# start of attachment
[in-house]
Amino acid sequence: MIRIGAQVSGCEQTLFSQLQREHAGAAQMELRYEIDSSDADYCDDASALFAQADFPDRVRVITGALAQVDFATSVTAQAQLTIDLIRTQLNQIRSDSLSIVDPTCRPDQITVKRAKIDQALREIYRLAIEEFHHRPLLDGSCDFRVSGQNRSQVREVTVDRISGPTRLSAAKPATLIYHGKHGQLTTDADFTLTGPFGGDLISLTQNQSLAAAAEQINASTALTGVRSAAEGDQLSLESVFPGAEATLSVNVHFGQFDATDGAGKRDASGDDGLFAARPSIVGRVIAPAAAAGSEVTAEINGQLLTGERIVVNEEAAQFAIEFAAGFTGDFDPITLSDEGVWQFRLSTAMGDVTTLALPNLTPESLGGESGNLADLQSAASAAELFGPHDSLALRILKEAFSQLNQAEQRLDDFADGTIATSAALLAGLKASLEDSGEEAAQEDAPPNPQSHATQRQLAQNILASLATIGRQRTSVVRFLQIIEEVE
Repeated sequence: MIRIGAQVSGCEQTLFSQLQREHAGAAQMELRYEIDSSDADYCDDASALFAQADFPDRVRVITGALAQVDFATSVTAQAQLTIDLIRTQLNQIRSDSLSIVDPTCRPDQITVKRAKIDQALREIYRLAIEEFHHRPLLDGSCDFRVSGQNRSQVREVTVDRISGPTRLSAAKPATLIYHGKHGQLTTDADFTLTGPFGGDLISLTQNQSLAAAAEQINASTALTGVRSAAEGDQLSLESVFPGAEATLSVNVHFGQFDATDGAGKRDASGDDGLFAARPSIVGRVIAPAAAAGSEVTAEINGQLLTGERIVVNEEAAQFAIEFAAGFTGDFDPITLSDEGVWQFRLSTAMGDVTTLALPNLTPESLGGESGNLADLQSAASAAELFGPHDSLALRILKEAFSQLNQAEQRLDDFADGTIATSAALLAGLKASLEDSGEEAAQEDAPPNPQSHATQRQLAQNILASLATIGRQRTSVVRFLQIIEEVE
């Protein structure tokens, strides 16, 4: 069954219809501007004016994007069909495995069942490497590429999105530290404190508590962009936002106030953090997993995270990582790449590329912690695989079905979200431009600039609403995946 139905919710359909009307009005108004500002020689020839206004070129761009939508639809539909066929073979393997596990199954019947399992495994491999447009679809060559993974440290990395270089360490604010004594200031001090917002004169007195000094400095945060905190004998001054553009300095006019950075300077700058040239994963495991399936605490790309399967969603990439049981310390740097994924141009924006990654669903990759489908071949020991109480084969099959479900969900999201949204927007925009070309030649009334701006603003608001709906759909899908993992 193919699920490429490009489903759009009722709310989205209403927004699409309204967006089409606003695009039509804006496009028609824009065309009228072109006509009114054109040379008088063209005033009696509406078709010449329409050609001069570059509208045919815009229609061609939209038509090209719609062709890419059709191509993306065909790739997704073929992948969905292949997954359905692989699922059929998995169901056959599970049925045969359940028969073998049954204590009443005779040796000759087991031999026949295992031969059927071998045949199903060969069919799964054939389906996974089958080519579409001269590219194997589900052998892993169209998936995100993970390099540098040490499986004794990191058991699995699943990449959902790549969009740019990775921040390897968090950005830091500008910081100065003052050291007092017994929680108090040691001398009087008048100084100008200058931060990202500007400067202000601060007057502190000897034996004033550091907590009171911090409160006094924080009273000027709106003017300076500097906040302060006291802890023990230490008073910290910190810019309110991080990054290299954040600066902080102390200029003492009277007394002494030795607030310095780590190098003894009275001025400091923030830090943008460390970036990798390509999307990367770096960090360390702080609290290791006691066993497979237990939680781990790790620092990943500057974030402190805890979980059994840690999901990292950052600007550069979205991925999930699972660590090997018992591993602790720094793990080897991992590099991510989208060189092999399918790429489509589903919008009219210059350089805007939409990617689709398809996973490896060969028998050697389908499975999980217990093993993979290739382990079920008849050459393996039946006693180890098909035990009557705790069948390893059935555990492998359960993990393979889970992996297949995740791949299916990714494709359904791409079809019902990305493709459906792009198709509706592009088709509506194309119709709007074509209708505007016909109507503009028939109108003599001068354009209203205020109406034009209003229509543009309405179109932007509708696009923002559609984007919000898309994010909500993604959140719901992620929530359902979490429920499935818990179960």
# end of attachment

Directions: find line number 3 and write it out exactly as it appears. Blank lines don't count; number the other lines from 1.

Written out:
Repeated sequence: MIRIGAQVSGCEQTLFSQLQREHAGAAQMELRYEIDSSDADYCDDASALFAQADFPDRVRVITGALAQVDFATSVTAQAQLTIDLIRTQLNQIRSDSLSIVDPTCRPDQITVKRAKIDQALREIYRLAIEEFHHRPLLDGSCDFRVSGQNRSQVREVTVDRISGPTRLSAAKPATLIYHGKHGQLTTDADFTLTGPFGGDLISLTQNQSLAAAAEQINASTALTGVRSAAEGDQLSLESVFPGAEATLSVNVHFGQFDATDGAGKRDASGDDGLFAARPSIVGRVIAPAAAAGSEVTAEINGQLLTGERIVVNEEAAQFAIEFAAGFTGDFDPITLSDEGVWQFRLSTAMGDVTTLALPNLTPESLGGESGNLADLQSAASAAELFGPHDSLALRILKEAFSQLNQAEQRLDDFADGTIATSAALLAGLKASLEDSGEEAAQEDAPPNPQSHATQRQLAQNILASLATIGRQRTSVVRFLQIIEEVE